- The Washington Times - Sunday, October 15, 2006

Unlimited? No. But Atari manages to get pretty darn close.

The venerable gaming company and developer Eden Games have taken the wide-open, nonlinear style made popular by games like Grand Theft Auto and applied it to their latest driving game, Test Drive Unlimited. Eden spent the past several years recreating the island of Oahu in Hawaii. And with more than 1,000 miles of road — featuring terrain that ranges from coastal to mountainous — you almost always can find somewhere new to explore.

“Unlimited,” of course, doesn’t just refer to the roads around Oahu. The premise of the game was to create an expansive world full of multiple driving challenges, both online and off. Atari calls Test Drive Unlimited the first “Massively Open Online Racing,” and it certainly fits that description.

Offline, all the other cars you see are bots (computer controlled). But when you are playing on Xbox Live, the vehicles passing you illegally on the left are other gamers from around the globe. In this virtual world, many of the more than 350 driving challenges are specific to online play — you can race up to seven other gamers at once — and almost all can be repeated as many times as you want.

The challenges online are divided into races and speed (either highest average or fastest). These, however, simply are for pride. To advance in the game, you also must complete offline challenges, which earn you money to purchase cars and places to store them.

As the game begins, you get to choose from among eight or so drivers to be your character, though only the gender really matters because you can customize almost everything else later. You then fly into Honolulu, rent a car and ride off to purchase your first car and homestead.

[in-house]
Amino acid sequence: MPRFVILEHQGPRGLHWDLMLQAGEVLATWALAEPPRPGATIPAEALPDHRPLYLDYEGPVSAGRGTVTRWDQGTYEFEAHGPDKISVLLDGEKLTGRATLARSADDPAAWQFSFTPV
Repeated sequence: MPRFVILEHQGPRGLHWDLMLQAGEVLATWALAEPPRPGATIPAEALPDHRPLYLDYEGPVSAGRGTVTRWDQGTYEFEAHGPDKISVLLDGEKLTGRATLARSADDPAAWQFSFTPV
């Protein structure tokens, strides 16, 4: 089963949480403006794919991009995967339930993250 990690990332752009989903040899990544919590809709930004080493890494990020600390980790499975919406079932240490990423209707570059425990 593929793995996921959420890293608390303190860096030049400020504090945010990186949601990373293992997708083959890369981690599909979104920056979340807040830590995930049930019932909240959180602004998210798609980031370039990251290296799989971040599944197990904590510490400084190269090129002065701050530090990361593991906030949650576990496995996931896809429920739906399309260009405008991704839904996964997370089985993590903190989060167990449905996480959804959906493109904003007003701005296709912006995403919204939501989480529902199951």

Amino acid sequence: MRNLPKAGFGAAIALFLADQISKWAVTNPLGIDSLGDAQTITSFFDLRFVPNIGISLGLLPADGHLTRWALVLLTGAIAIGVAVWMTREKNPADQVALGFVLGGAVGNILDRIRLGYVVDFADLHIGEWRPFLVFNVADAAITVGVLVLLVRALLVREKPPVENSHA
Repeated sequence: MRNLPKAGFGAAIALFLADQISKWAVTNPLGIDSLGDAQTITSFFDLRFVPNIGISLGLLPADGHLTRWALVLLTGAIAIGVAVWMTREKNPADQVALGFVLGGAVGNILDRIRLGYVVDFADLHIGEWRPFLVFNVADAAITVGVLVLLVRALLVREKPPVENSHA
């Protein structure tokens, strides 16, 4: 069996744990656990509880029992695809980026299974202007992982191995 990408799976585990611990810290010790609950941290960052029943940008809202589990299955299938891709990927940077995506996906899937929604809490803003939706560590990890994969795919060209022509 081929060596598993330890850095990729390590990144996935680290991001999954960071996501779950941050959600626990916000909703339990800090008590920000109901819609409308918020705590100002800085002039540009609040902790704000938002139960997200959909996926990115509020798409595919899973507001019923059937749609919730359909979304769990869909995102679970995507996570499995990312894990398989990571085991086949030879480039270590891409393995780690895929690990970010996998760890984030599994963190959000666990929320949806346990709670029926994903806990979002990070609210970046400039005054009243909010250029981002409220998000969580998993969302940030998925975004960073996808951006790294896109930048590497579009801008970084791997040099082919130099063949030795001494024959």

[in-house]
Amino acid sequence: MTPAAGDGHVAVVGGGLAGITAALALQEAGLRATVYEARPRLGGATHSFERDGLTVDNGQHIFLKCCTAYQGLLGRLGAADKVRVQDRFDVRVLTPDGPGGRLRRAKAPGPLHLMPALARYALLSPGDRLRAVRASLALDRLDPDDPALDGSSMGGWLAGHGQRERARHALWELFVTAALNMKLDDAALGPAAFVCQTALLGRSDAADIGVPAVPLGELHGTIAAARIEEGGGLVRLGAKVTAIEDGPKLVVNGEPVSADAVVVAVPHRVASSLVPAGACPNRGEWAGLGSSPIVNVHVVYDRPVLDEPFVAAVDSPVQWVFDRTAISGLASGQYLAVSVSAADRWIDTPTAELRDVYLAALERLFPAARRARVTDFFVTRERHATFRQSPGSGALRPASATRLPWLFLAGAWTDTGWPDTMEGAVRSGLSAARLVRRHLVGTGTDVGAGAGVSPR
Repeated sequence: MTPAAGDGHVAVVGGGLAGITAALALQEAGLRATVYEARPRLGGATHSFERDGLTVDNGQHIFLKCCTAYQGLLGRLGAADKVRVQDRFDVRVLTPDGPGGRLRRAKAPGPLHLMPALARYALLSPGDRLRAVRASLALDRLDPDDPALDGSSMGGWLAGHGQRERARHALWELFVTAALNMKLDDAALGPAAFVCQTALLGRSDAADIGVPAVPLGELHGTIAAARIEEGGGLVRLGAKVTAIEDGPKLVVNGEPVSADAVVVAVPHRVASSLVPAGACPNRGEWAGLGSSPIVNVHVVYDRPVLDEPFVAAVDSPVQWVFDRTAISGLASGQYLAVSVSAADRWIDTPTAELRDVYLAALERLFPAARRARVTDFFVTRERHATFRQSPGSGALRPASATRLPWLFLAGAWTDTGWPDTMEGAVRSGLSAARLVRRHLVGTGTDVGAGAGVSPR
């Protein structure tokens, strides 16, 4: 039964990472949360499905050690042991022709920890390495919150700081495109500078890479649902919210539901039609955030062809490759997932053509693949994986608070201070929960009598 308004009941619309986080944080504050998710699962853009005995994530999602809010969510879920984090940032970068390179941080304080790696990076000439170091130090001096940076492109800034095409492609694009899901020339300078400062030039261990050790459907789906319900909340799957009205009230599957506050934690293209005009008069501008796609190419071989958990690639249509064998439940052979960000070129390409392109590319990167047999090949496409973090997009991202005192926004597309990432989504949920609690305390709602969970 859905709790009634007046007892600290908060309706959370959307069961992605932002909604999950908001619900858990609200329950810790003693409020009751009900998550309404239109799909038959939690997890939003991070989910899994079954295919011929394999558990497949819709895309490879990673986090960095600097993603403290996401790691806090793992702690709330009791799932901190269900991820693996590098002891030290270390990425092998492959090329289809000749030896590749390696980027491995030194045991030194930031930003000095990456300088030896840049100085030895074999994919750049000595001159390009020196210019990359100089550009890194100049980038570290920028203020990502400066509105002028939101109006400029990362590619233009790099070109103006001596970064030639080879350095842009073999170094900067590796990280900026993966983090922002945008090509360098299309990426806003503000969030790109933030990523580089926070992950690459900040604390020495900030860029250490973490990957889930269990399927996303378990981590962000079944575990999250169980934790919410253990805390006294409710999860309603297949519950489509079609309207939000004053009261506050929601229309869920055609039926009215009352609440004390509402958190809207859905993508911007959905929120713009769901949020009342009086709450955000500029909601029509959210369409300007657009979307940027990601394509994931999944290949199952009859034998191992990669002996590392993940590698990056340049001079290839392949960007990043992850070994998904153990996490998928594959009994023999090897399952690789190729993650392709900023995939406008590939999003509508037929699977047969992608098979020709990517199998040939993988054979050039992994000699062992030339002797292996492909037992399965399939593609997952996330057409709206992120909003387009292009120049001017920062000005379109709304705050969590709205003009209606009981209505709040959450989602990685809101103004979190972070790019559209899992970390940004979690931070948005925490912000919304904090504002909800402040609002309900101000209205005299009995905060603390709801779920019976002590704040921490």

The offline challenges are a bit more diverse. Beyond the simple races and speed challenges, there are time attacks in which you must finish under a certain time to win cash. Also, you can choose to deliver cars and packages for cash or models and hitchhikers for tokens to purchase new clothing.

There are more than 90 vehicles available — seven classes of cars and two classes of motorcycles — and even some cars that can be unlocked later. Scattered around the island are various car dealerships, everything from Ferrari and Maserati to Audi and Chevrolet. You will need to master driving cars of all classes because some races have restrictions, though you can drive any car in the longest and most intriguing race, an 87-mile circuit around the entire island. The vehicles can be upgraded at high-end tuners to help, though sometimes tuning will better the car’s class.

Clearly, the options are exhausting. Bored of the built-in challenges? Create your own on the editor for use both online and off or flash your headlights at an oncoming car for an impromptu race. Want to remember some crazy pass? Take a photo. Feel like being a part of a team? Join or create a racing club online and go for the glory. Want to play demolition derby? OK, that’s a bad idea. The pesky police will pull you over and fine you for collisions.

So unlimited? Certainly not. But with all the areas to explore, challenges and options to try and cars to drive, you never will be bored with Test Drive Unlimited.

Copyright © 2018 The Washington Times, LLC. Click here for reprint permission.

The Washington Times Comment Policy

The Washington Times is switching its third-party commenting system from Disqus to Spot.IM. You will need to either create an account with Spot.im or if you wish to use your Disqus account look under the Conversation for the link "Have a Disqus Account?". Please read our Comment Policy before commenting.

 

Click to Read More and View Comments

Click to Hide